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3 Oct 2014
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This Sceptred Isle

Women's Rights, Religious Discrimination, & Military Reform
In 1907 the House of Lords, who were predominantly Conservative, rejected most of the legislation the Liberals presented. The PM, Campbell-Bannerman suggested that if a Bill could not get through the Lords then a small group of Peers and MPs should meet to see if a compromise could be reached. If this failed the legislation should pass through the Commons again and the Lords and if necessary an ad hoc committee of both. If this process did not work for a second time, then six months later the Bill would become law in its second form. This resolution was carried in the Commons, the Lords ignored it. Richard Haldane, the Secretary for War passed reforms for the army based on the German command system.

Richard Haldane
Richard Haldane
RICHARD HALDANE (1856-1928) First Viscount Haldane

  • A liberal politician and lawyer
  • Entered Parliament in 1879 and became Secretary of State for War 1905 to 1912
  • Reformed the army on the basis of the German army introducing a proper general staff, a British Expeditionary Force and a Territorial Force
  • Resigned as Lord Chancellor in 1915 but broke with the Liberals
  • Became Chancellor of the Exchequer in the first Labour Government, in 1924

did you know?
In 1907 the Caribbean suffered an earthquake which killed hundreds of Jamaicans and the Dutch East Indies suffered a tidal wave which killed 1,500 people.

Extract From G K Chesterton's Diary, Illustrated London News 1907
I incline to think that a great mass of women voting just at present would make just as little difference as a great mass more of men voting would make. I think the extending of the franchise from males to females would, under existing conditions, make just about as much difference as the extending of the franchise from males of twenty one to males of twenty. But all this simply means that the vote is a reality to the mass of people who use it already. If voting is only putting a cross against certain names submitted by a party caucus, then certainly women could do it as well as men. But voting ought not to mean this: voting ought to mean arguing for hours and hours in a public house and interrupting people and hitting the table. It ought to mean elbowing in great crowds and roaring and singing and rising in rebellion, and killing men over barricades.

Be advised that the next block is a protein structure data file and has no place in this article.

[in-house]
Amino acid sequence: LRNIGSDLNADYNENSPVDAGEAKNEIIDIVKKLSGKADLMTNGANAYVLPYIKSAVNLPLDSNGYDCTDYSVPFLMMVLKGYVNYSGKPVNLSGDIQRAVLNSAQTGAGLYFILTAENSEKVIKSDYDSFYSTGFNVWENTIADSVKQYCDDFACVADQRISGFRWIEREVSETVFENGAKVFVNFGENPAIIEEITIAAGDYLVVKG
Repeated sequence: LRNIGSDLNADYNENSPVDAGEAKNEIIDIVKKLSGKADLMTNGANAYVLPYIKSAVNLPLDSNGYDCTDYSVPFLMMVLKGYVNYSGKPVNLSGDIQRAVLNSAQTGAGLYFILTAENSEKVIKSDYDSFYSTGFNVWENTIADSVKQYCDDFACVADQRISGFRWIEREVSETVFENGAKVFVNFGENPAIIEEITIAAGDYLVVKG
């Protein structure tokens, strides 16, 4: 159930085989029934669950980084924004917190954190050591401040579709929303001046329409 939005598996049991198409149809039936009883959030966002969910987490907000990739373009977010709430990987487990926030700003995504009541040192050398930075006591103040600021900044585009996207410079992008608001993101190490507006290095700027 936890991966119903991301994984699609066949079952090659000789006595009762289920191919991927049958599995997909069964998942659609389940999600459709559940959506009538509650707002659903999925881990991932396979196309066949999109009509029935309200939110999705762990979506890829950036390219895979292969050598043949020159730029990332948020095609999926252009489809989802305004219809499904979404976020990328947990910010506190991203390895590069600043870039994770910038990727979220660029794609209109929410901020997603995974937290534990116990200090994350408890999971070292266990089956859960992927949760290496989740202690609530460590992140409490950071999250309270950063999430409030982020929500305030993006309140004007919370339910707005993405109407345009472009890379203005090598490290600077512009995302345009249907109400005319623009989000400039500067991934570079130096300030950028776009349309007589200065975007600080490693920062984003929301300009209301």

In short, voting, if it means anything, means doing all the things that males have always done - notably, fighting, drinking, and talking about everything and nothing.

Select historical period

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1903Chamberlain resigns to campaign for tariff reform
The Women's Social and Political Union is founded by Emmeline Pankhurst
1904 The Russo-Japanese War begins
1905 Campbell-Bannerman becomes Prime Minister
The first buses are seen in London
The Piccadilly and Bakerloo tube lines open
1906 Trade Disputes Act is passed
1907 Anglo-Russian entente is formed
1908 Campbell-Bannerman dies
Asquith becomes Prime Minister
1909 Old Age Pensions are introduced
1910 Edward VII dies
George V becomes king
The Union of South Africa is established
1911 The Parliament Act is passed
The National Insurance Act is passed
1912 The Ulster Volunteer Force is formed
Scott reaches the South Pole

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